Published: January 2, 2017
As a flamboyant pianist and entertainer who wore extravagant costumes and always played with a candelabra placed on his piano, Liberace put on one of the world’s most successful and dazzling stage shows. He died on this day at the age of 67.
From the 1950s to the late 1960s he was the world’s highest paid entertainer, outstripping Elvis Presley and Frank Sinatra.
But he had a big secret. The extraordinary performer publicly denied throughout his life that he was gay and was particularly guarded about the issue in Britain where, in the 1950s, he was enormously popular. Here, at the time, homosexuality was illegal.
So when in 1956 Bill Connor, a columnist writing in the Daily Mirror under the pen-name of Cassandra, posed questions about Liberace’s sexuality, it was like lighting a fuse on a showbusiness bomb.
He described the entertainer as “the summit of sex — the pinnacle of masculine, feminine, and neuter. Everything that he, she, and it can ever want . . . a deadly, winking, sniggering, snuggling, chromium-plated, scent-impregnated, luminous, quivering, giggling, fruit-flavoured, mincing, ice-covered heap of mother love.”
Liberace sent a telegram to Connor reading: “What you said hurt me very much. I cried all the way to the bank.” And that’s where he planned to go – after suing for libel.
The case was heard in 1959 when the entertainer hired a famous barrister, Gilbert Beyfus, known as “the Old Fox.” In court, Beyfus claimed to be astounded that a man of Liberace’s quality could be so gravely insulted by Connor – “a literary assassin.”
He called his client to give evidence and asked him: “Are you a homosexual?”
Liberace replied: “No, sir.”
“Have you ever indulged in homosexual practices?”
“No, sir, never in my life. I am against the practice because it offends convention and it offends society.”
In his defence, Bill Connor, supported by the Mirror newspaper’s boss, Hugh Cudlipp, surprised observers – and probably the jury – by saying that the column was not meant to imply Liberace was homosexual. But the words “mincing” and “fruit” – American slang for a homosexual – swung the case.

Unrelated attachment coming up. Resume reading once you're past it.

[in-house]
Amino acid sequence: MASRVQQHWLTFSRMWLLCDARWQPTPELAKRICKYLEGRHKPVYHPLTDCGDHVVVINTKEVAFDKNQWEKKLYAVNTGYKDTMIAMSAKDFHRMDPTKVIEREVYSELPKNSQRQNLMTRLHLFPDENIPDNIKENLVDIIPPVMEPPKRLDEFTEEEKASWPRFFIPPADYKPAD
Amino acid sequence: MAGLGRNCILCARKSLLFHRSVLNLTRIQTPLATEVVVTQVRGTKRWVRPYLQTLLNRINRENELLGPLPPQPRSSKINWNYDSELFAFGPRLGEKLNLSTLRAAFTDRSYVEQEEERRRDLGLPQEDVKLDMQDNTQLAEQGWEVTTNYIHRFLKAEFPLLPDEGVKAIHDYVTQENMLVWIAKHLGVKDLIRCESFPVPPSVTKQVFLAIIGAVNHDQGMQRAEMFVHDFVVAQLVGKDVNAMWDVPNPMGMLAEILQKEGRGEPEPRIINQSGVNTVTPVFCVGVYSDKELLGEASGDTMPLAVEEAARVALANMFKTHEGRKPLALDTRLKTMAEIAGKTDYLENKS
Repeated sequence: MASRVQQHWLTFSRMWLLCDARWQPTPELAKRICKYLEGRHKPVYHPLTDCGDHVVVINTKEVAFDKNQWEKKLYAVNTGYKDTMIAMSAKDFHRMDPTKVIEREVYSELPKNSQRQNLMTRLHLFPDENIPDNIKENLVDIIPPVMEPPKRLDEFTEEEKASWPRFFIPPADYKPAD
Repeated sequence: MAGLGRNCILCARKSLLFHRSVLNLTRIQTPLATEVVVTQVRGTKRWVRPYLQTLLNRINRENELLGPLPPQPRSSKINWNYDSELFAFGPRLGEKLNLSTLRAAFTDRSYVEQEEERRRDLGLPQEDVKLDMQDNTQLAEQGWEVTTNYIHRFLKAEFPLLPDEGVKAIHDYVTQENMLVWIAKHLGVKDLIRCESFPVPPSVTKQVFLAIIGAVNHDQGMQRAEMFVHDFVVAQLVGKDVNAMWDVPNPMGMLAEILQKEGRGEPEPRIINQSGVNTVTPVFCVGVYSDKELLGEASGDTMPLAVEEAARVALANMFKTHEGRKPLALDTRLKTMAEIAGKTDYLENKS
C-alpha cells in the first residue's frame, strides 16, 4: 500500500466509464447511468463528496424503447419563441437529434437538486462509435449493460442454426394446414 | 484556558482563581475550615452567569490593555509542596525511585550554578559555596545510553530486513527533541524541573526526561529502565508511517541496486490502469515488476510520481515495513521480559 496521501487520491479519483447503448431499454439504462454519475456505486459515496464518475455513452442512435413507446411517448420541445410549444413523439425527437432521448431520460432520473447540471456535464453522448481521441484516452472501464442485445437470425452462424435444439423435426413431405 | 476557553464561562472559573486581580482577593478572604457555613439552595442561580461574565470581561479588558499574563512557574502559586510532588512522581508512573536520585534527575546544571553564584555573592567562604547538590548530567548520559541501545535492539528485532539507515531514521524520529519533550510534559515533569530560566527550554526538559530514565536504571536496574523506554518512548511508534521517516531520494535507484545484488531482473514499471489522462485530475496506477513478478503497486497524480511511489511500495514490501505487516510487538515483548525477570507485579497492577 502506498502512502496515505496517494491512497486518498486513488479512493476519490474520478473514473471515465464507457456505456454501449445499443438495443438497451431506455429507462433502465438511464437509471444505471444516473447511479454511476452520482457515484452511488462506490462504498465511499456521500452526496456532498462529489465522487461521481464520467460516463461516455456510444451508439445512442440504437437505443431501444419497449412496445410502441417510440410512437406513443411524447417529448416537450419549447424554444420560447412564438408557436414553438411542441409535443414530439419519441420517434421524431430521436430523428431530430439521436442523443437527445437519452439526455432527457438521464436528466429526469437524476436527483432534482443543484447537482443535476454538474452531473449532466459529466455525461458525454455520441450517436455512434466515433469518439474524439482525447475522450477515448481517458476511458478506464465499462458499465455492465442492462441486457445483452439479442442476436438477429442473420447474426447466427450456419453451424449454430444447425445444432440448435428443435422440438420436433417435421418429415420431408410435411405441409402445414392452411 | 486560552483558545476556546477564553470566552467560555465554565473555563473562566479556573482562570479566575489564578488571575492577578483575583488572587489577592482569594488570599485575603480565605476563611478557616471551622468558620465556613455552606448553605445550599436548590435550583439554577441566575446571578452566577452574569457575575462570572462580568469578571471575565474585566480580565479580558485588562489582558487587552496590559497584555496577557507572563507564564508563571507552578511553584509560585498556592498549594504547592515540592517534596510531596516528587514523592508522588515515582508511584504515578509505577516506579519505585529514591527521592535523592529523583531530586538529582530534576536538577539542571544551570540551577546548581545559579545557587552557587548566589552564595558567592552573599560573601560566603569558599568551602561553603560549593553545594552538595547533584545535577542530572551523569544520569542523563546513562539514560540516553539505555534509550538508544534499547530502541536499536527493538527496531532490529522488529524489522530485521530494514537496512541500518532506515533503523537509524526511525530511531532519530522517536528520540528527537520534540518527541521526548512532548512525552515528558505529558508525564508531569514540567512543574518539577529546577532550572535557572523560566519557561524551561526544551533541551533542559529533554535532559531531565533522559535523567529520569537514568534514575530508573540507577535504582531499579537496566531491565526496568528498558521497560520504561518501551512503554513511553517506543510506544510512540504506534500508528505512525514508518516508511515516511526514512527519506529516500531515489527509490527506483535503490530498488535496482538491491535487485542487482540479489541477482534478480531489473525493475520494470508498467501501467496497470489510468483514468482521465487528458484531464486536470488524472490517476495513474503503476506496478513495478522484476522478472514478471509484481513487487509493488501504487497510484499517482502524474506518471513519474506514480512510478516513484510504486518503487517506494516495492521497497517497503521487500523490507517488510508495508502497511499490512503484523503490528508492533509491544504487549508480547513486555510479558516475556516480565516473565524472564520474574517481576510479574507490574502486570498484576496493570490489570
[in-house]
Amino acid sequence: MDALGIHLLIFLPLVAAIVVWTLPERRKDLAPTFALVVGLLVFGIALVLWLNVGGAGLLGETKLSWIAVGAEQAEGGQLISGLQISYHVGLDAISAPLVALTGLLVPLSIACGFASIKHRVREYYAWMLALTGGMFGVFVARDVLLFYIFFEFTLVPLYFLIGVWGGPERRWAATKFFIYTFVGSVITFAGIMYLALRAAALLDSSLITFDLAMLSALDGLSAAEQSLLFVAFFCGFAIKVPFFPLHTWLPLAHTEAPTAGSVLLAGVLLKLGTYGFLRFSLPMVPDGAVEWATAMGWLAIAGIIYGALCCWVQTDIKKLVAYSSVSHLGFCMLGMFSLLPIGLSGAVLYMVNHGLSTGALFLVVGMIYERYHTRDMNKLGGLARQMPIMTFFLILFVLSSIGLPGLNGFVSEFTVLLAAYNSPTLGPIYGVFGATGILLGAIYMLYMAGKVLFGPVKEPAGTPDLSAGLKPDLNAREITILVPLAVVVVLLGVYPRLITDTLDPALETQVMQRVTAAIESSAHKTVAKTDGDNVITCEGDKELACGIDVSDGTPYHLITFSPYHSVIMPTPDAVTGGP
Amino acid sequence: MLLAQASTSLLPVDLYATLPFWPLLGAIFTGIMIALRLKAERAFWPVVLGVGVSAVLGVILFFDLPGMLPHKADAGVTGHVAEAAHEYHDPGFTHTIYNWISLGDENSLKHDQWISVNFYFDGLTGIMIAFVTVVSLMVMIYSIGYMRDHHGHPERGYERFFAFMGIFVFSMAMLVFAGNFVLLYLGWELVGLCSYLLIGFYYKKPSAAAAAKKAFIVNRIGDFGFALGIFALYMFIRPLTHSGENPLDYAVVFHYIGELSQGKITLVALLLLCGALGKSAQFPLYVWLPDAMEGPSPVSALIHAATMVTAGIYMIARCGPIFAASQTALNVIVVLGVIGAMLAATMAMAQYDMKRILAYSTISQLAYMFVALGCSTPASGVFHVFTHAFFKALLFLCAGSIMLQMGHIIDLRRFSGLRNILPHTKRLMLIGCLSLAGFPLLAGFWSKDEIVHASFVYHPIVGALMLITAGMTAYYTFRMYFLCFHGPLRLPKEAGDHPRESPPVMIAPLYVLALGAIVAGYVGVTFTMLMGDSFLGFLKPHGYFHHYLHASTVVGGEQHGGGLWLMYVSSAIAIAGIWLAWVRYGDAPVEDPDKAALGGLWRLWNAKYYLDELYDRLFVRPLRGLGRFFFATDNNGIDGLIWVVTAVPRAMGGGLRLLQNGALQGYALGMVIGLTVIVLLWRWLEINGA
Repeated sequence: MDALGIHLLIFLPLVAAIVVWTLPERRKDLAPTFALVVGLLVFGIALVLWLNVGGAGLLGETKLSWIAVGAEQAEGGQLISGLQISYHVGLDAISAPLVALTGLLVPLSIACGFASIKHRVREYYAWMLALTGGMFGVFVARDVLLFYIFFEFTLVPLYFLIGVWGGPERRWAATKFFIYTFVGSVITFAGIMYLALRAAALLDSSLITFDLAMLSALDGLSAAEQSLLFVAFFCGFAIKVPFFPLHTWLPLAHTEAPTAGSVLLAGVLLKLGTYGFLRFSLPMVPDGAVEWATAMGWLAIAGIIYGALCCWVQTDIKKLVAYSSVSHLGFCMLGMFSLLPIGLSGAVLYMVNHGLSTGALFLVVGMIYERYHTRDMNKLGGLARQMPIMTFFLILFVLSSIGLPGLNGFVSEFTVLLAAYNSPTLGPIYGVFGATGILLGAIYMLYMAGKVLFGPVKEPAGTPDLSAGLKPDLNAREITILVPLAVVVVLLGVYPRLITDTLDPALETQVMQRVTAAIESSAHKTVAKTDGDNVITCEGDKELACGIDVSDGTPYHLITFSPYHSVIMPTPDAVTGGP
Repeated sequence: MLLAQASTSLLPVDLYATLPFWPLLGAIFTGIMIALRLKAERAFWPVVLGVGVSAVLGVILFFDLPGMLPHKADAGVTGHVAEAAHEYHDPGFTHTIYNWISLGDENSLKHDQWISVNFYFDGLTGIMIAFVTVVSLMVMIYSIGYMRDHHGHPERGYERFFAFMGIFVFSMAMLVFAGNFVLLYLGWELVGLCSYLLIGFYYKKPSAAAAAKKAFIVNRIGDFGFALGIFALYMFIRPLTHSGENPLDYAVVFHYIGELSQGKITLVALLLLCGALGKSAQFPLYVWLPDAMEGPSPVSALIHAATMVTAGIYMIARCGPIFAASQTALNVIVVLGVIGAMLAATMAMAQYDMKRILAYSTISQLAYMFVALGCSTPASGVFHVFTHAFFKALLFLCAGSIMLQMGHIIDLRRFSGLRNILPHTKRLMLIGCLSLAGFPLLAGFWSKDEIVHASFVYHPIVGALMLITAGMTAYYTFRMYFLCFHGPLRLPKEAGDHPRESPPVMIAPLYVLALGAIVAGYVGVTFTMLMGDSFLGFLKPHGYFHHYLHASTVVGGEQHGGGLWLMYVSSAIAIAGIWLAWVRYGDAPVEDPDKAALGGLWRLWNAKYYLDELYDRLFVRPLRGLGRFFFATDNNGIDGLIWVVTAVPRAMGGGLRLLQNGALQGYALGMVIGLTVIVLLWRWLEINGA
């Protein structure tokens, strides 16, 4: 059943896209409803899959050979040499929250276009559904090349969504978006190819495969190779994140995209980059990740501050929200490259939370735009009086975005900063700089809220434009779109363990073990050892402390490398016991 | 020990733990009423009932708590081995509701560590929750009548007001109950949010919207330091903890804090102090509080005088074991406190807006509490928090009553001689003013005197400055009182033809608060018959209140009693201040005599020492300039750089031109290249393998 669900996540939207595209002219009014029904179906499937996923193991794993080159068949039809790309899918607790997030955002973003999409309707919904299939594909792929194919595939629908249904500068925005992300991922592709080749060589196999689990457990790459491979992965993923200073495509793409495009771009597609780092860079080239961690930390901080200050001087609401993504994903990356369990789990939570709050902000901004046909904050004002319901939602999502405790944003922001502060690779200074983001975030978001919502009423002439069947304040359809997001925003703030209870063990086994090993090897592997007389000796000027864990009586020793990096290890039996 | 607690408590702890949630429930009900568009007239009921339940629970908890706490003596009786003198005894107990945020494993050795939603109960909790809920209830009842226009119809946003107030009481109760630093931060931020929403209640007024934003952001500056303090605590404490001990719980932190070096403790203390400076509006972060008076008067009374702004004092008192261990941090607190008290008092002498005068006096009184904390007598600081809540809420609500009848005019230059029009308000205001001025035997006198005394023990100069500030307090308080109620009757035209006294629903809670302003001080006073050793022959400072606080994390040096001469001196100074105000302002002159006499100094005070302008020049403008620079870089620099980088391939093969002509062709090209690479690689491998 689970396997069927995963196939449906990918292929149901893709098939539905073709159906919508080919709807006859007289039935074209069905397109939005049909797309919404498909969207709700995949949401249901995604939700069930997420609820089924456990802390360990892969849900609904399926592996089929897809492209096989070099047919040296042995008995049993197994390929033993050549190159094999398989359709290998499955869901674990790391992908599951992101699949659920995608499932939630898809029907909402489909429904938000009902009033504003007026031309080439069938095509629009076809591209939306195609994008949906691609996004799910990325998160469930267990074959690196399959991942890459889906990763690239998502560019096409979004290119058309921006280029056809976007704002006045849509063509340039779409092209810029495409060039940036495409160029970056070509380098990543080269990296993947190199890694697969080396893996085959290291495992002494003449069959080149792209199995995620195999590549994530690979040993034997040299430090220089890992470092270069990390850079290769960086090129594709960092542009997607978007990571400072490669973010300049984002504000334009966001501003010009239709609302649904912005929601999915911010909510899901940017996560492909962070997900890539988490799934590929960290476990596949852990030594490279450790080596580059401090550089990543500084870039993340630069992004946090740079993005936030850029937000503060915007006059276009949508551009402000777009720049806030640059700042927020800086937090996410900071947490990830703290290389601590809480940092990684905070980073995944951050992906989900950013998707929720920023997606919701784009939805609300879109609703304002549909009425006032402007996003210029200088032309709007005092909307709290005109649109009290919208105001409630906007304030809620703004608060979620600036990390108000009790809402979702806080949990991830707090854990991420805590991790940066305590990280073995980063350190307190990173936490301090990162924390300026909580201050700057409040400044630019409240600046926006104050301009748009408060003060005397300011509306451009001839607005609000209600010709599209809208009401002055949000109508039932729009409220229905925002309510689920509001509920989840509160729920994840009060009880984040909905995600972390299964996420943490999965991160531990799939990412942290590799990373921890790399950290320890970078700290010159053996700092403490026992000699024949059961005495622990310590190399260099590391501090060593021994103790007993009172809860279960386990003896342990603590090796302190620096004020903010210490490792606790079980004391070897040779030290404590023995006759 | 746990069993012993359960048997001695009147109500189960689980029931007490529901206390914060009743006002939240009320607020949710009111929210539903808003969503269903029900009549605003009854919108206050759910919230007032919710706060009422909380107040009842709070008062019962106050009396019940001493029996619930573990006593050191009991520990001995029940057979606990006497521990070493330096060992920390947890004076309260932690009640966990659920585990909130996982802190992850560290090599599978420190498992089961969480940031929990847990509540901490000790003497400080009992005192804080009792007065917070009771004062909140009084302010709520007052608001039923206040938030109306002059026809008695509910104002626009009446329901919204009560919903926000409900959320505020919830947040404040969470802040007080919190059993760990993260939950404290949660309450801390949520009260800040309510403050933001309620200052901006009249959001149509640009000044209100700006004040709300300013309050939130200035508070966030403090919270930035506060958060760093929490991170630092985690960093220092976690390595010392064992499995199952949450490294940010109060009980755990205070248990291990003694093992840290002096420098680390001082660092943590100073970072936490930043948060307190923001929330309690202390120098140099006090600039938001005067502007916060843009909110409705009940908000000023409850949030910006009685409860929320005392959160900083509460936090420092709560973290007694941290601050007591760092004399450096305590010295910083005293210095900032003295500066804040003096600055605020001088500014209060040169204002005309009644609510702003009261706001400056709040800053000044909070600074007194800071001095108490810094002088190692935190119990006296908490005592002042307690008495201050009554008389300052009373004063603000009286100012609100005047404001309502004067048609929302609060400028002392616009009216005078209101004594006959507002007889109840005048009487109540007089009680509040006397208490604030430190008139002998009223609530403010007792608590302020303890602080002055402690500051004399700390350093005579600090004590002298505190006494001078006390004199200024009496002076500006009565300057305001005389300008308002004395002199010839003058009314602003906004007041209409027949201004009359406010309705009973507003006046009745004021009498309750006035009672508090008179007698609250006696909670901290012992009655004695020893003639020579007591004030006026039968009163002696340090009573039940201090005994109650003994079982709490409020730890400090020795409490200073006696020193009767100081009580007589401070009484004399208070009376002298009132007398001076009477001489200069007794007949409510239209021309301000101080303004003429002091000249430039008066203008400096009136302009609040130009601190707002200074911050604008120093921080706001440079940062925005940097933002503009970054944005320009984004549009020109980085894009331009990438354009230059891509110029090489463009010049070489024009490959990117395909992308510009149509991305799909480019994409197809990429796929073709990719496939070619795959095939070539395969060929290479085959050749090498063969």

After a six-day hearing the jury found for Liberace, who was awarded damages of £8,000 (about £500,000, or three quarters of a million US dollars in today’s money).
With the cash safely in the bank, Liberace resumed his highly successful career, returning to his adopted home of Las Vegas, his act swelling with more and more spectacle.
He would dress in exotic costumes of ostrich feathers and mink and was sometimes driven on stage in his Rolls-Royce by his chauffeur Scott Thorson. “I am,” he declared, “a one-man Disneyland.”
The cover-up about Liberace’s sexuality continued to the end of his life. His death at Palm Springs, California, in 1987 was attributed by his publicity team to anaemia, emphysema and heart disease.
However, after a post mortem the coroner declared that “a deliberate attempt” had been made by Liberace’s doctors, his manager, and his entire immediate family to hide the actual cause of death. It came about from pneumonia due to complications from AIDS.
The next day, on its front page, the Daily Mirror asked: “Can we have our money back, please?” The request was ignored by Liberace’s executors.
Postscript: A year later, Scott Thorson published a book, Behind The Candelabra: My Life with Liberace, detailing his homosexual relationship over a number of years with the entertainer. It was made into a film in 2013 starring Michael Douglas as Liberace and Matt Damon as Thorson.